Within prosperity evangelism, “struggle” is often reframed to invoke prosperity through bootstrap capitalist individualism wherein economic success is a sign of God’s abundance and love. This “struggle” is a uniquely white American form of devotion that frames white Christian men’s wealth as a reward for their faithfulness and obedience to God rather than a by-product of unequal economic structures.[2] Equating wealth with faithfulness and spiritual purity is reminiscent of early European colonists who believed that they had a God-given entitlement to the land and all of its wealth. Those who were willing to work the land and optimize its resources would reap the benefits. Thus, Billy Graham’s burial in the U.S. Capitol Rotunda invoked a nationalistic spiritualized nostalgia and symbolizes a cultural commitment to white American narratives of prosperity.

Billy Graham’s ministry made a significant impact on American class consciousness. In 1976, increasing levels of unemployment, housing segregation, economic downturn, and police brutality catalyzed a wave of civil unrest and protest in the predominantly Black Detroit neighborhood of Virginia Park. During The Hour of Decision radio show, Billy Graham suggested that the Black and working class rioters had spiritual defects:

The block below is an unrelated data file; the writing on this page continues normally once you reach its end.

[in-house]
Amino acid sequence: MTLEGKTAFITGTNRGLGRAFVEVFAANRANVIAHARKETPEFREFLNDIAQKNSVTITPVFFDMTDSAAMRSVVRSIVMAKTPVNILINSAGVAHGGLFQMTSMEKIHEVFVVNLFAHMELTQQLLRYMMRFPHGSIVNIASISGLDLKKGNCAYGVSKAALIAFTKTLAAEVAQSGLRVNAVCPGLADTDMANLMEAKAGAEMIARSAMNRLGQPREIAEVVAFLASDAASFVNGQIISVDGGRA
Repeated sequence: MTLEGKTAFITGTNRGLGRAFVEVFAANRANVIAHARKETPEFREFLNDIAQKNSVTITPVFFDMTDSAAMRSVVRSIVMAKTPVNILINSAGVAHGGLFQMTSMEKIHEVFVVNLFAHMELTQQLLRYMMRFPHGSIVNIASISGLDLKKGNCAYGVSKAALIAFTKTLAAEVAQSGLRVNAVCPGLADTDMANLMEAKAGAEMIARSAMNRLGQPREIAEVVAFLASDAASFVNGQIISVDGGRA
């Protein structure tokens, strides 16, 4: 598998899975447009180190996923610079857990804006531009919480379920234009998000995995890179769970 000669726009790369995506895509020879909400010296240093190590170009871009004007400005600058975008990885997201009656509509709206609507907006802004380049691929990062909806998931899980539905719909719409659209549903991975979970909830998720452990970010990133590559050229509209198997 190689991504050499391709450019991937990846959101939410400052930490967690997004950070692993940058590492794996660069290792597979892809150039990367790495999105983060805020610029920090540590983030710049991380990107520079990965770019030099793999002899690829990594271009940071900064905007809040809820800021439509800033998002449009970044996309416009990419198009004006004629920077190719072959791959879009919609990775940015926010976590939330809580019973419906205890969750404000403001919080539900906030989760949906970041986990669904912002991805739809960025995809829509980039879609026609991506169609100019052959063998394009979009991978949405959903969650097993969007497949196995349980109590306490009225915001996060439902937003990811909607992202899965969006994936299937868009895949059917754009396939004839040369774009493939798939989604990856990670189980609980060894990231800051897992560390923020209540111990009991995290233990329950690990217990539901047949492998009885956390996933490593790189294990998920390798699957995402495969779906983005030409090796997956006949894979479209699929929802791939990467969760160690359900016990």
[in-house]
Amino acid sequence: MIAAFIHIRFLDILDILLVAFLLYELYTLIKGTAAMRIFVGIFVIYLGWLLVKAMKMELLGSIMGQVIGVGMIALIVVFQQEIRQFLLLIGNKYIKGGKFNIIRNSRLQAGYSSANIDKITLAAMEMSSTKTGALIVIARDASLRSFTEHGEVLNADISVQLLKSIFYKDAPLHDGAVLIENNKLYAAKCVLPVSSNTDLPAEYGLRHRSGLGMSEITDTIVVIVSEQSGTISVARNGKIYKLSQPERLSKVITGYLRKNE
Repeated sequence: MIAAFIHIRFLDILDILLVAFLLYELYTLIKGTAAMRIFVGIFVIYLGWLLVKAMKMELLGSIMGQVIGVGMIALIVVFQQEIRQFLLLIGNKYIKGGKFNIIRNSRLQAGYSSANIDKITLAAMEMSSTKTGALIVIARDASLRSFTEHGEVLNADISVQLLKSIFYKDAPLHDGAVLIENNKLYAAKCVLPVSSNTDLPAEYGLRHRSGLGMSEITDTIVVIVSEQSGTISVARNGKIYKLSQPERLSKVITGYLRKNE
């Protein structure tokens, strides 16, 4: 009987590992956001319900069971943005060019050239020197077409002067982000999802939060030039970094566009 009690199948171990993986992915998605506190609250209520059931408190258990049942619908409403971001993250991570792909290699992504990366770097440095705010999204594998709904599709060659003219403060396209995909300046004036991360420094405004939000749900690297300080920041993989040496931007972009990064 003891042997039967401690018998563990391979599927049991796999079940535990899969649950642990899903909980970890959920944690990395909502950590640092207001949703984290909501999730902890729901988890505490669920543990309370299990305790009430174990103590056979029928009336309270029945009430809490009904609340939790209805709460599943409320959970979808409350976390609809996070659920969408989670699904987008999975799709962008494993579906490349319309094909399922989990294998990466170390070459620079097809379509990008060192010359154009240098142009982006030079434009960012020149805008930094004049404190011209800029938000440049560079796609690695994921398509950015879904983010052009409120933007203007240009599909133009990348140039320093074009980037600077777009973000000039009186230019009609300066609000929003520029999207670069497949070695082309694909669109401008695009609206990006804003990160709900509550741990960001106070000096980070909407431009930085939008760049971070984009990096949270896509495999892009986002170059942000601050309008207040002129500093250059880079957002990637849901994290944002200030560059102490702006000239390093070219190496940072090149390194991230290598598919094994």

I have an intense interest in those who are working in the inner-city churches. It is probably the most frustrating ministry of today—to face teeming areas of people of different ethnic groups, living in substandard housing, many of them unemployed. Religious ideas have little meaning for most of them…we must remember that they are still people; and as people they are sinners before God. We must not make the mistake of blaming all their troubles on an impersonal society that we think has done them a terrible injustice.[3]

Graham reimagines the white supremacist structures and systems that maintain poverty as a social reality among Black communities. The effects of racism, for Graham, indicated the personal shortcomings of its victims, not the failure of white Americans to live up to the gospel’s teachings.

Within prosperity evangelism, “struggle” is often reframed to invoke prosperity through bootstrap capitalist individualism wherein economic success is a sign of God’s abundance and love. This “struggle” is a uniquely white American form of devotion that frames white Christian men’s wealth as a reward for their faithfulness and obedience to God rather than a by-product of unequal economic structures.